our ghouls and ghasts are not as good as the originals

On a Wikipedia binge, I learned the origin of the D&D ghast: Lovecraft’s The Dream-Quest of Unknown Kadath. (I’ve read it before, but this detail never made an impression on me.)

The ghasts are a race of fearsome humanoids. They are much larger than a man and have a vaguely human face, albeit missing a nose. Their skin is rough and knotty. Their senses are unusually acute; they can see in the dark and have a strong sense of smell. They hop about on a pair of hooved, kangaroo-like legs, and are swift, strong, and agile. They have also been described as lacking a forehead. Ghasts prefer to dwell in complete darkness and have no tolerance for natural light — sunlight will kill them instantly.

That grotesque kangaroo-hopping detail is what gets me. Make these guys pack hunters who travel, say, twice as fast as the PCs, and, whether they’re chasing you across midnight plains or down pitch-black dungeon corridors, you’ve got a really creepy monster.

D&D ghasts, on the other hand, are like ghouls but they smell bad. As far as I’m concerned, D&D ghasts now hop like kangaroos.

Score: D&D 0, Lovecraft 1

Ghouls, of course, are from Arabian folklore (the earliest mention is in the Arabian Nights). Arabian Nights ghuls act a lot like D&D ghouls: they hang out in graveyards, eat human flesh, etc. “The creature also preys on young children, drinks blood, steals coins, and eats the dead, then taking the form of the person most recently eaten.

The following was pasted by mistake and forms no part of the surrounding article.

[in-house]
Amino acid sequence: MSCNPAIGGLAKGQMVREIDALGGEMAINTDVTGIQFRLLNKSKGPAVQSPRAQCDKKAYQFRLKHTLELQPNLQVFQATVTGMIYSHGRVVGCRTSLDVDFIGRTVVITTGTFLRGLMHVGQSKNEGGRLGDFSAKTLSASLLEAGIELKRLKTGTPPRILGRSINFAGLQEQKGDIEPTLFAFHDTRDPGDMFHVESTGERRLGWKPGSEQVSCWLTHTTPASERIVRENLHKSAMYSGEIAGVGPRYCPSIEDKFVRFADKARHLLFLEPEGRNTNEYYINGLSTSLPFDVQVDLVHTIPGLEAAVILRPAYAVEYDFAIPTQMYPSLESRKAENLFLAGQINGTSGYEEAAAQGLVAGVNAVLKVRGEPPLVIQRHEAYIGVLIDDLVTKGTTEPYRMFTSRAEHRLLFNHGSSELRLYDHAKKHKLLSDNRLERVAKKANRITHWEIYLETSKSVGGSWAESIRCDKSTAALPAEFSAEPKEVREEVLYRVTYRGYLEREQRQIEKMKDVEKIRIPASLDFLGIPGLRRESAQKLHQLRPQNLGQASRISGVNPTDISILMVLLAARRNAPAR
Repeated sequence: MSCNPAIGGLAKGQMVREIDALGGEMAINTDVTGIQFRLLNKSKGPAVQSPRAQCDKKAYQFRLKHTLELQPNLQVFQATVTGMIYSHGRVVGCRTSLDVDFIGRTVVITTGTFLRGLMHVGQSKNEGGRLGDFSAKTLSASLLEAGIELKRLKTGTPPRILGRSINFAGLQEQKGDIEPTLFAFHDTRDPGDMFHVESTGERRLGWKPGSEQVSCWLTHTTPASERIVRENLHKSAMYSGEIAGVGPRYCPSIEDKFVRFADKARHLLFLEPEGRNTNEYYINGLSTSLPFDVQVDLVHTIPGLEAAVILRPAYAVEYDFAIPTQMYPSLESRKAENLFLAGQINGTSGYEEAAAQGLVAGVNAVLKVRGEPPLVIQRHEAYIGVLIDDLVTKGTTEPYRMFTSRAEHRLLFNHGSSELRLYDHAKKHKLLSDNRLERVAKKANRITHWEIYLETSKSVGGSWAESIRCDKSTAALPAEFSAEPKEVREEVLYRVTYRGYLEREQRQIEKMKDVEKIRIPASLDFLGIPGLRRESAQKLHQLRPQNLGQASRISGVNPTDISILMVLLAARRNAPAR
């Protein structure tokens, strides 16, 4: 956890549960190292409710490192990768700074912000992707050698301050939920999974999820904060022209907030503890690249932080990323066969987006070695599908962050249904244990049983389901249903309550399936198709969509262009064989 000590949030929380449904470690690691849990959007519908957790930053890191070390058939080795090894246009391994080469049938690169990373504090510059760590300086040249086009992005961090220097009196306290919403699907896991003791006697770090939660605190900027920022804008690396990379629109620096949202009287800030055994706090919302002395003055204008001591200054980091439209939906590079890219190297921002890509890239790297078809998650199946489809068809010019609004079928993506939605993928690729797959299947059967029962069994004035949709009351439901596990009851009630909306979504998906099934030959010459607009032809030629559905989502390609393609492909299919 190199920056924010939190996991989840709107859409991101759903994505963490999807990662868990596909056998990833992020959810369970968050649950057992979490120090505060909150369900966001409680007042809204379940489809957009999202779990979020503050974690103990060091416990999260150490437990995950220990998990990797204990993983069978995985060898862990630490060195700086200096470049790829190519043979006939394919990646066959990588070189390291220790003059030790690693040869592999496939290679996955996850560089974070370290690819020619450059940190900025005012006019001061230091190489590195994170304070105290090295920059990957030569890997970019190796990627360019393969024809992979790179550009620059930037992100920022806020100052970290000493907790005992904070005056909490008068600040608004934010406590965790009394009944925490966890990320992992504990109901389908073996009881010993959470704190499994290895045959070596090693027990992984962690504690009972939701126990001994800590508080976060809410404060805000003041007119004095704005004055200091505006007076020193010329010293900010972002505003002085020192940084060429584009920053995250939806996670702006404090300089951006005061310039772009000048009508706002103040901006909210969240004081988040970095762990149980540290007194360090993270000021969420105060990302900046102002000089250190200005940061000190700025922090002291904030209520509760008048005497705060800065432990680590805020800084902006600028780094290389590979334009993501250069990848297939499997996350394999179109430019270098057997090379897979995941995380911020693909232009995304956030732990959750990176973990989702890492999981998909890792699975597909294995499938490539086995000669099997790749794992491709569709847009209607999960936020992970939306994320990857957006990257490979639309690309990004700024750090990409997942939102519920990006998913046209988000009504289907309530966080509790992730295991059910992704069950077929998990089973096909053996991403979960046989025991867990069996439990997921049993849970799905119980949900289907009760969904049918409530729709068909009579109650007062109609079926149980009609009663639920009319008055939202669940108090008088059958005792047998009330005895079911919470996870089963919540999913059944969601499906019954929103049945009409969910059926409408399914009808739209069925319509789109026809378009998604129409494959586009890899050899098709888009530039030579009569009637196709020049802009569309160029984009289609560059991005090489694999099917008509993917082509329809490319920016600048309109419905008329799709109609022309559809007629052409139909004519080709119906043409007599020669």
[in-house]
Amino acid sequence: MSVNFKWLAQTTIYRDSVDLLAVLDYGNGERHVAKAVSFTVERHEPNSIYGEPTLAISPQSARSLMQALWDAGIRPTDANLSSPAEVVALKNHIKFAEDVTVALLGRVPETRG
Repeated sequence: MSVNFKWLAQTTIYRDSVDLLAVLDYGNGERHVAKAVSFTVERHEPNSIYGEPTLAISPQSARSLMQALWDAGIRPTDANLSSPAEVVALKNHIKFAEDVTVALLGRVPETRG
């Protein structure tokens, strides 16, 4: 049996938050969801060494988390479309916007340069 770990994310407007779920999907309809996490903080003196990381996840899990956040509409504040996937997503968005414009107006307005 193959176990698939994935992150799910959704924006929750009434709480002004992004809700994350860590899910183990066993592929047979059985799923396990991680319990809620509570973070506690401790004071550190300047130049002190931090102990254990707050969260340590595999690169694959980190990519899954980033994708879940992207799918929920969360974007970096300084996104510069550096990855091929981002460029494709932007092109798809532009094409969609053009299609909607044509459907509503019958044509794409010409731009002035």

Ghouls were already one of my favorite D&D encounters, but this is the detail they’ve been missing. A shuffling pack of ghouls, each with the familiar face of their victims, partakes somewhat of the horror of doppelgangers and somewhat of zombie-movie zombies, but it has its own special something. This isn’t a “this zombie was once my buddy” pathos moment, or a “my buddy was a doppelganger all along” chills moment; this is a “this ghoul ate my buddy’s face, and now he’s wearing it” rage moment.

In the past, I’ve had my ghoul-eaten PCs return as ghouls, but I think that from now on I’ll have the original ghouls take on the PCs’ appearances.

Score: D&D 0, Arabian Nights 1

4 Responses to “our ghouls and ghasts are not as good as the originals”

  1. Rory Rory says:

    I remember those ghouls I fought in that OD&D game you ran that repeated the last words spoke around them. They were pretty creepy!

    That would be a good combination: a ghoul that looks like your buddy and is repeating his dying words.

  2. 1d30 says:

    “It’s still three dee six in order right?” would be what most of them say.

  3. Spiralbound says:

    I like the idea of them repeating their victim’s dying words. It can be both creepy and at times useful. If the character’s in the world know that Ghouls will do this, they can deliberately pass on a crucial message to their fellows – via their killer!

  4. Baf says:

    Kadath-style ghasts are of course present in Call of Cthulhu. I once used them in a homemade CoC adventure. I had possessed miners use them as mounts.

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